Trifles, petits fours 'Showstoppers' and trickiest of the lot, floating islands of meringues, were on the menu for Paul Hollywood and Mary Berry and the increased skill levels required took their toll on a fair few bakers.
From Deborah's mini-meltdown to Howard's constant groaning (Oooooh noooooo!) and from Ruby's anxious gurning to Ali's dodgy giant cardigan, everyone looked slightly uncomfortable with this week's custards, crème anglaise and macaroons.
We even got our first ever 'Bake Off Custard Crime Caper'. Sadly, the pudding theft turned out to be an accident and Deborah pinching Howard's custard was nothing more than an innocent mistake. And even the pilfering of his yellow »
Gluten-intolerant readers should look away now. It was 'Bread Week' on the Great British Bake Off and we were cooked up majestic muffins, seductive breadsticks and bodacious, beautiful loaves.
Paul Hollywood was back in his element as the remaining 12 bakers tackled his specialist subject, but nearly all of them rose to the challenge and only a few of them have something left to prove. Sorry, we should leave the puns to Mel and Sue.
While on paper, Bread Week may not be as immediately alluring as the chocoholic Cake Week of episode one, the subtleties and complexities of tackling kneading, yeast and getting the perfect dough appeared to be more suited to these occasionally over-ambitious and eager-to-please bakers.
Poor old Lucy. We'd grown to love her after only two weeks in the Bake Off tent, but she came a cropper with some baseball bat-style breadsticks, a batch of »
It's official: Mary Berry has taken her place in the pantheon of top TV cooks. First it was the 'Delia effect', then came the 'Nigella effect'. Now, the Great British Bake Off judge Mary Berry has whisked up her own phenomenon. The Daily Express reports that sales of bakery goods – including wooden spoons, rolling pins and mixing bowls – shot up ahead of the BBC1 hit's new series on Tuesday night. Unfortunately for Berry's co-star, Paul Hollywood, even Bake Off's unlikely popularity does not yet warrant the 'Hollywood effect'.
Television industryChefsFood & drinkTelevisionThe Great British Bake OffFood TVMonkey
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Sponges, squirrel's nuts and salty cakes. The Great British Bake-Off returned this evening (August 20) and it was business as usual with disastrous sponges, choco-mania showstoppers and more innuendo than you get from being stuck in a lift for an afternoon with David Walliams, Kenneth Williams and Alan Carr.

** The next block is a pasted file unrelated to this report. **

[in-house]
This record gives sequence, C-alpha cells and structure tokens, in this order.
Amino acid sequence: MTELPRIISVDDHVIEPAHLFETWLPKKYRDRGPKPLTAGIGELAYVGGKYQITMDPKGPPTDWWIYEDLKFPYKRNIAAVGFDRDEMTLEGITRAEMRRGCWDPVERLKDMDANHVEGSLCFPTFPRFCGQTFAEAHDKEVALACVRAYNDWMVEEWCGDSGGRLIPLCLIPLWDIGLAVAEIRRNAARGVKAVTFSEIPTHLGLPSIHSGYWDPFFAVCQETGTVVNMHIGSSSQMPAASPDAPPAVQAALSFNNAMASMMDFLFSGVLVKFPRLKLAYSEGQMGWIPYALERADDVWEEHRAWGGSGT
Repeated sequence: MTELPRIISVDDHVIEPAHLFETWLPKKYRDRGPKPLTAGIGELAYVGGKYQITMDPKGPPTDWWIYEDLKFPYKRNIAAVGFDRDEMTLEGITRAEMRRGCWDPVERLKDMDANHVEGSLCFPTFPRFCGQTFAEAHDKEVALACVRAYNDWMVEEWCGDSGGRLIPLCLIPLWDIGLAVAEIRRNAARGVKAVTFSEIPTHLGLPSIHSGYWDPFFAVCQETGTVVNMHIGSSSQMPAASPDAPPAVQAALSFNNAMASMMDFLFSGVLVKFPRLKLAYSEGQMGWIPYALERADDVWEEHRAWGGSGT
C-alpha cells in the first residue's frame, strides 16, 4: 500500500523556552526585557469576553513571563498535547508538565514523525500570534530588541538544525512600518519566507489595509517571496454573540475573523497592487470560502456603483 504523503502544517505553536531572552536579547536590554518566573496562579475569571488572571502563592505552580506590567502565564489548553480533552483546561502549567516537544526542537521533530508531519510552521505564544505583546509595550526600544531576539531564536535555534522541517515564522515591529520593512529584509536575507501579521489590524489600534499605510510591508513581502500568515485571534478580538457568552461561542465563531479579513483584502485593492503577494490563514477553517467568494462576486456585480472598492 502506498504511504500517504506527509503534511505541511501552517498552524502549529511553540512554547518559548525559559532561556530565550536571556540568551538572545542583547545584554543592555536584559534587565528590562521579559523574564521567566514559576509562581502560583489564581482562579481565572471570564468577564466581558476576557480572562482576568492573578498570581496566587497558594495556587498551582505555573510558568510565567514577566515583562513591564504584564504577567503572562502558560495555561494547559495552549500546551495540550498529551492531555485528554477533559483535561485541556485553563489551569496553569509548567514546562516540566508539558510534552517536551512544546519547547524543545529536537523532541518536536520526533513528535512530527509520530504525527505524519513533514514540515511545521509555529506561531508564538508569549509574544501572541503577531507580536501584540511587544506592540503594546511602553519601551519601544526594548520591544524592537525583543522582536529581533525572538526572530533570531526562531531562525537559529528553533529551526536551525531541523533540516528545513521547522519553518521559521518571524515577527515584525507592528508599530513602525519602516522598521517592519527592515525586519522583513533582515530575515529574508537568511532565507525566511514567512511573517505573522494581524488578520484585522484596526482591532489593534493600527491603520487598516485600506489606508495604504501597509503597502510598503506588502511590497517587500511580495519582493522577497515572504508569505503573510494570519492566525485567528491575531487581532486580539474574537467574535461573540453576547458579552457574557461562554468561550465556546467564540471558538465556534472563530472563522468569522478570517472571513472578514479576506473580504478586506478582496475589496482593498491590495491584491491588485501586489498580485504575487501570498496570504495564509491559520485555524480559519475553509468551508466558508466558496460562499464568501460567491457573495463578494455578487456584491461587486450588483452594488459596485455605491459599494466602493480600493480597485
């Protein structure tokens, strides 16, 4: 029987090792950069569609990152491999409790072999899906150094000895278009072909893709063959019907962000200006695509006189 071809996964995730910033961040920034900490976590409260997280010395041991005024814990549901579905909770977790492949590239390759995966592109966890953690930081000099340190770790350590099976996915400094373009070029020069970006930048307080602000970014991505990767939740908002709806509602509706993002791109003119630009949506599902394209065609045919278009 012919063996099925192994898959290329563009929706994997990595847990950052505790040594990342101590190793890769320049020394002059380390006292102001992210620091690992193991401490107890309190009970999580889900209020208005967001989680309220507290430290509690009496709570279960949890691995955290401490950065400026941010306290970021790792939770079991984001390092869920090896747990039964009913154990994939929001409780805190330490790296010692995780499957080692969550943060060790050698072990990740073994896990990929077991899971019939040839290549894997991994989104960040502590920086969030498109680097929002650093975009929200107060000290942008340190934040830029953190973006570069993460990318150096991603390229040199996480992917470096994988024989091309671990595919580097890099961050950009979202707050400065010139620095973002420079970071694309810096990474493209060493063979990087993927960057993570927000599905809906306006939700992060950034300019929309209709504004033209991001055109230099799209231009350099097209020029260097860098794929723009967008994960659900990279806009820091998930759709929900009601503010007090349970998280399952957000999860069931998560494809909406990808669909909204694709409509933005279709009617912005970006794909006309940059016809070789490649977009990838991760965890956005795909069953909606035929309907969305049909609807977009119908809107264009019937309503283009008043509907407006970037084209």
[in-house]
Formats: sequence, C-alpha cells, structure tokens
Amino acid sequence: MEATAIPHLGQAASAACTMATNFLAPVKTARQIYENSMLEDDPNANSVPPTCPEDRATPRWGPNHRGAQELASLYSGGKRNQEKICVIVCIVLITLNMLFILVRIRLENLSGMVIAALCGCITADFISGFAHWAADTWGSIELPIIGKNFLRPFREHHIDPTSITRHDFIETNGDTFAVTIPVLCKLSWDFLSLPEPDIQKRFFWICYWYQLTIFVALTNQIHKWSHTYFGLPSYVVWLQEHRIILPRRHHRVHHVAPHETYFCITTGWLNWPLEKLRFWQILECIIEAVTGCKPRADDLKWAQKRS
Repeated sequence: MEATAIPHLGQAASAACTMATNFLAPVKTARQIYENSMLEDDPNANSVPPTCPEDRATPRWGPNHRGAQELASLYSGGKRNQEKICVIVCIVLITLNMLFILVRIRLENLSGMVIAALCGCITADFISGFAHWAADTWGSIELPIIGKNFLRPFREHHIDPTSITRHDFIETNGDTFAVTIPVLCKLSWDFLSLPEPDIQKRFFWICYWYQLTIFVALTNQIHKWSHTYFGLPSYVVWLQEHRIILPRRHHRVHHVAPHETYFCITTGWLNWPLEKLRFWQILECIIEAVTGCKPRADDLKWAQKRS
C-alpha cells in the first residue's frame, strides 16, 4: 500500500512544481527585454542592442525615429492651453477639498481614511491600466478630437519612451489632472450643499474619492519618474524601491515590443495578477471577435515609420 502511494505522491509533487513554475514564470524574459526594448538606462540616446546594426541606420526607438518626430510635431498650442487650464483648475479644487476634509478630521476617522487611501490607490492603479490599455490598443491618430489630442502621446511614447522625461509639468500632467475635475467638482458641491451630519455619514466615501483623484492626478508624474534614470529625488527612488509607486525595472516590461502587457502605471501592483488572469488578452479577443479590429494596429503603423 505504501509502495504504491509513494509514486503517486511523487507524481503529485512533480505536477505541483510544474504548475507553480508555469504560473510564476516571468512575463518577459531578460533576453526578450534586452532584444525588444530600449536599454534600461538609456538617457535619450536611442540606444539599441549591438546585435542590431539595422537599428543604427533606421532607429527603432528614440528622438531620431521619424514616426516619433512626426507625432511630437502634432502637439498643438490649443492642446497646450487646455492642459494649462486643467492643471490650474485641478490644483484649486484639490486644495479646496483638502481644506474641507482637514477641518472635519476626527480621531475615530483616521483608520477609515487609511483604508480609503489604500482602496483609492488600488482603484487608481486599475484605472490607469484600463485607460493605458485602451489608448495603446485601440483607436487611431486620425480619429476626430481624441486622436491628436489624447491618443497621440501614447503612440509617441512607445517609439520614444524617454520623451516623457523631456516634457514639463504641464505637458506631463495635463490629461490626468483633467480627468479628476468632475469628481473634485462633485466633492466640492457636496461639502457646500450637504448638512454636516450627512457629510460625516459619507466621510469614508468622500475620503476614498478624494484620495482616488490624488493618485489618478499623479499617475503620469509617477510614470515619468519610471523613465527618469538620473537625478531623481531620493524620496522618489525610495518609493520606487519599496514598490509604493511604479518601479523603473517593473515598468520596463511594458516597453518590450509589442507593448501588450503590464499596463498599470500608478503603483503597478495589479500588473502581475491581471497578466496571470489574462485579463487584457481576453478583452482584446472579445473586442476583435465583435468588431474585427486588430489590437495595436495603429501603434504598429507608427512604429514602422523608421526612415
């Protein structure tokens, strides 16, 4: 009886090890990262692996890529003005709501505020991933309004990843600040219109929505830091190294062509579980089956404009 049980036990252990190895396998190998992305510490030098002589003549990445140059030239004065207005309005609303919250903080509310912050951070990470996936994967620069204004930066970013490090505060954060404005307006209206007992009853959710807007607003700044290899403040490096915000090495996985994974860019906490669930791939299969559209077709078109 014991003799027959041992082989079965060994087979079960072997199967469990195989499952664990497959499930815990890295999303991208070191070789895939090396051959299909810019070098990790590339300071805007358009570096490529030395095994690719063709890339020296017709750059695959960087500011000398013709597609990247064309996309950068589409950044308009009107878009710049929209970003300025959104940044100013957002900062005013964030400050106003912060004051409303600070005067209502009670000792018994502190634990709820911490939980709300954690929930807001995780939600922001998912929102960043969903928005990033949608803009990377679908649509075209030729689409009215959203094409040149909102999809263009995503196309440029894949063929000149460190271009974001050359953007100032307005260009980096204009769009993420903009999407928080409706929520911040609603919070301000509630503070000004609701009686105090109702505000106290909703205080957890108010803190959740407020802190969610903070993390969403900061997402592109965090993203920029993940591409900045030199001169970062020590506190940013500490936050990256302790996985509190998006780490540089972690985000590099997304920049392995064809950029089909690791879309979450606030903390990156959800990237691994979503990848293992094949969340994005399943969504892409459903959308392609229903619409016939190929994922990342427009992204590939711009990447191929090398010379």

Mary Berry and Paul Hollywood haven't let the show's phenomenal success alter their mild-mannered approach to reality TV judging. Meanwhile Mel and Sue reminded us again why the recent American version of Bake Off failed massively - because they weren't in it. Offering horrendous puns and shoulders to cry on for the blundering bakers, they're as integral to the series as flour and sugar.
Similarly, this year's bakers remain a delightful mixed bag of quirky types, rather than the usual fame-hungry wannabes we get on reality TV. There's nervous ones, confident ones, ones who are far too good at everything and you »
Paul Hollywood says 'Food Glorious Food' failed because fans of 'The Great British Bake Off' are so loyal. The 47-year-old star, who is a judge on the BBC2 competition, noted while the shows had some crossover the actual focus made for a ''big difference'' with Simon Cowell's attempt. He told The Sun newspaper: ''It's tricky when you have an original programme that people have fallen for then you try to do something similar. ''But 'Food Glorious Food' was cooking not baking. That's the big difference. ''When you bake, people might have those ingredients in their cupboards -- yes, they might be four years old »
Notice anything different today? I'm talking about the photo, the mugshot of muggins here, at the top of this piece. Well, frankly it was getting embarrassing, the last one was taken in about 1973. I'd meet people for the first time and they'd say "Oh Jesus, what happened?" Or "Is that your son who writes in the Guardian?"
It's not just me. You'd think, looking at Guardian picture bylines, that this place was filled with attractive young columnists, firm of flesh and fresh of mind. Ha! I'm looking at Freedland over there, teeth in a glass on his desk, gumming on a biscuit. And Freeman, bent over, gibbering and dribbling into her keyboard. It's an old trick, not changing a byline photo. I swear to God some people even have Dorian Gray ones. »
- Sam Wollaston
'Hairy Bikers' star Dave Myers has signed up for 'Strictly Come Dancing'. The 55-year-old TV chef will receive a £25,000 fee for taking part in the BBC contest and is feeling confident about his chances after he and sidekick Simon King overhauled their unhealthy lifestyles to shed weight and get fit. A source told The Sun newspaper: ''Dave's transformed himself. He's a lot lighter on his feet and has much more confidence.'' Dave was reportedly approached to take part after 'Great British Bake Off' star Paul Hollywood turned down the show. While Dave is the first celebrity confirmed to be taking part on the »